Rather than making something they can sell, many founders try to sell what they’ve already made.

If this is you—and it probably is—you’re not alone. I was one of these founders. You can still succeed. But you have to find a way to make what you sell magical.

Selling to magicians sucks

Here’s a somewhat painful story from my own past to illustrate the point. Fair warning: This is going to get a bit nerdy unless you have a background in network infrastructure and web performance management.

Coradiant, a company I co-founded in 2000, made powerful web performance management tools that measured user experience on websites.

We sold these products to the network operations teams responsible for uptime and operations. The tools were amazing: Where web analytics would show you what people did on your website, we’d show you if they could do it.

That’s some serious detail, circa 2003.

But selling it was hard, because we had ignored Gehm’s Corollary. We picked a market that could distinguish it from magic. What we made didn’t look magical to the operations team, which was filled with reasonably technical people. Many felt they could build this sort of thing themselves, or that they could solve the problem some other way. They understood the problem, but they also understood how a solution might work, and that slowed down the sales process significantly.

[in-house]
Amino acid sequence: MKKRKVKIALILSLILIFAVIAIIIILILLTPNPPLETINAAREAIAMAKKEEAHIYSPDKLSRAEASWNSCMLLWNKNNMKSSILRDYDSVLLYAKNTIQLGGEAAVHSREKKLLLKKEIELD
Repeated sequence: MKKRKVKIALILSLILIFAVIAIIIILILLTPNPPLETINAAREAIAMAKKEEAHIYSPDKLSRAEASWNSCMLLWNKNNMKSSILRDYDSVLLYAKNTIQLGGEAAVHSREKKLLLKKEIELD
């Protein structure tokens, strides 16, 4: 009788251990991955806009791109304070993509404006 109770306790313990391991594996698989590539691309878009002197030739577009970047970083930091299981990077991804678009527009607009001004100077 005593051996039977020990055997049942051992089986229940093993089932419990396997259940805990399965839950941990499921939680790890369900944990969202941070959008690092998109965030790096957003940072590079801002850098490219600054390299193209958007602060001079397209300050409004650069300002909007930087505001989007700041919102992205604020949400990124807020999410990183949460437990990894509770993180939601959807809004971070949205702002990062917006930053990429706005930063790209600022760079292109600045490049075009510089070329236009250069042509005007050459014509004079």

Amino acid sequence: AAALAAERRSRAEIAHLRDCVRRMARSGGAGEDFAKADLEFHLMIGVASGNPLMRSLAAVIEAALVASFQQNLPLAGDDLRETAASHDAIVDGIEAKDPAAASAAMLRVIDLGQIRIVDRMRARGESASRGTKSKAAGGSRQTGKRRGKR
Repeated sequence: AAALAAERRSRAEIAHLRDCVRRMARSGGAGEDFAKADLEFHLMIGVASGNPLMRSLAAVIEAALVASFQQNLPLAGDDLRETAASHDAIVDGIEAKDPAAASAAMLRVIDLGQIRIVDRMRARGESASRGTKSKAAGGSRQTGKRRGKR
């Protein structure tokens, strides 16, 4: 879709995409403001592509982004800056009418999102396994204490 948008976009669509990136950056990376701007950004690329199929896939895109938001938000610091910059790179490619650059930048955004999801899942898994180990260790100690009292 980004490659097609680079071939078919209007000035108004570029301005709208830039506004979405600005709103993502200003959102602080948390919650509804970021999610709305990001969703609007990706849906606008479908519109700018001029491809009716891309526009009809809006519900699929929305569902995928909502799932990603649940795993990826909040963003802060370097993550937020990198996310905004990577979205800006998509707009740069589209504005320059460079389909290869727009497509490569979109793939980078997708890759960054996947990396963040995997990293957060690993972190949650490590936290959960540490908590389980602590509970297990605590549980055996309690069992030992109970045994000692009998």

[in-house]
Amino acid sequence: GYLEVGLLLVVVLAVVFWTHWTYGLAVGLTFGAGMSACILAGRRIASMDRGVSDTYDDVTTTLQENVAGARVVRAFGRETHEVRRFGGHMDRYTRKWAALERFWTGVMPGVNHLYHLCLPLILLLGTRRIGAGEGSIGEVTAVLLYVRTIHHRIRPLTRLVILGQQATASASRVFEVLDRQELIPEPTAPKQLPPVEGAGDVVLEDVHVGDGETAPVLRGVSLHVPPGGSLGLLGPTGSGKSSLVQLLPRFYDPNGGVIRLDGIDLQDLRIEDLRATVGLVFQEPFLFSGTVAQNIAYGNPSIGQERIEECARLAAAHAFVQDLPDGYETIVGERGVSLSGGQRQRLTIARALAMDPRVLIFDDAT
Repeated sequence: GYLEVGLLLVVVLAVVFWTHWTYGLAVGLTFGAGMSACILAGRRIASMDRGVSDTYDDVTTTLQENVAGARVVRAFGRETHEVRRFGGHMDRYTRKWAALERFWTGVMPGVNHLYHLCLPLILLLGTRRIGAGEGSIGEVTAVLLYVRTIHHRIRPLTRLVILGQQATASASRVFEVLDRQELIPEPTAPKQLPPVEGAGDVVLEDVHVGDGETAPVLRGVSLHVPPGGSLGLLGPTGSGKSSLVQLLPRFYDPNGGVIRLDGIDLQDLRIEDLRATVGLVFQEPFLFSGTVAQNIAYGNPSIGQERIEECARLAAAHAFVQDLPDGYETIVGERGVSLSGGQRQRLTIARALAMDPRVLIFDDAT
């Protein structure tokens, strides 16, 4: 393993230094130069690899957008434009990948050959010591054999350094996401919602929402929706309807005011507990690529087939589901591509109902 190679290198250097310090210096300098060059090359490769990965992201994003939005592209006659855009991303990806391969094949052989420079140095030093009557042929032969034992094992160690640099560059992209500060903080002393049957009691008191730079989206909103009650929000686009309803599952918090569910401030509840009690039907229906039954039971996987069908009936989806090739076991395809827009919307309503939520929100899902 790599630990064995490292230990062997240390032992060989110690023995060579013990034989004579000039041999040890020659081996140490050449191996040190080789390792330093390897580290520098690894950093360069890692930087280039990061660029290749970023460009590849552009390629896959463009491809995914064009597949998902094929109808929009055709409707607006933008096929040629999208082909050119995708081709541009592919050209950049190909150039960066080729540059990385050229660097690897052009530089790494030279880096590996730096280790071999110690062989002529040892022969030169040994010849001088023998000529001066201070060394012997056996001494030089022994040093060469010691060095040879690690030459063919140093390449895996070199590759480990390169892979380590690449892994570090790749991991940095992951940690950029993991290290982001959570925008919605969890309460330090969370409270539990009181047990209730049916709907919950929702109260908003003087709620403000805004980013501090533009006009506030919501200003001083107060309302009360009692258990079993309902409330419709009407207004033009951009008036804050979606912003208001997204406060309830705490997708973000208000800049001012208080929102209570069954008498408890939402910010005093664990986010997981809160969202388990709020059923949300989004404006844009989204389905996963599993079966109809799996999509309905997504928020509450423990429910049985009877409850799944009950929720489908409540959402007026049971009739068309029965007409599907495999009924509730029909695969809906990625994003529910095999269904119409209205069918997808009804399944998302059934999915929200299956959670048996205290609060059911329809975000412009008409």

Ultimately, we did two things that helped us overcome the delay, and eventually build the business and exit.

  1. We found someone who did think it was magic;
  2. We found a way to do something magical for the current target market.

Finding a market that thinks it’s magic

While operations teams understood how we did what we did, marketers didn’t. We could show them where they were losing hundreds of thousands of dollars. And we could show them who was suffering right now. We added features that looked up the source of a visit and guessed who the visitor was, then exported it to a map. And we made it easy to look up a user by name, or locate their IP address on a map, and to see what happened.

Every page and object in Brenda’s session, down to the very last detail, as it happens on the site.

To marketers, this was unbelievable. They had no clue how they could see what was happening to an important customer, a new campaign, or an irate user, the moment it happened. They could find out what the purchase page was like for actual users, within seconds of a product launch.


Do something magical for the current market

We weren’t magic to network operators. We needed to find a way to give them some kind of magical superpower for them to like us.

In a tech company, network operations staff are responsible for the health of the website. But in many organizations, the things that break their systems aren’t their fault. Marketing teams install new apps, or introduce content errors, or sign partnerships without warning. This makes operations teams furious.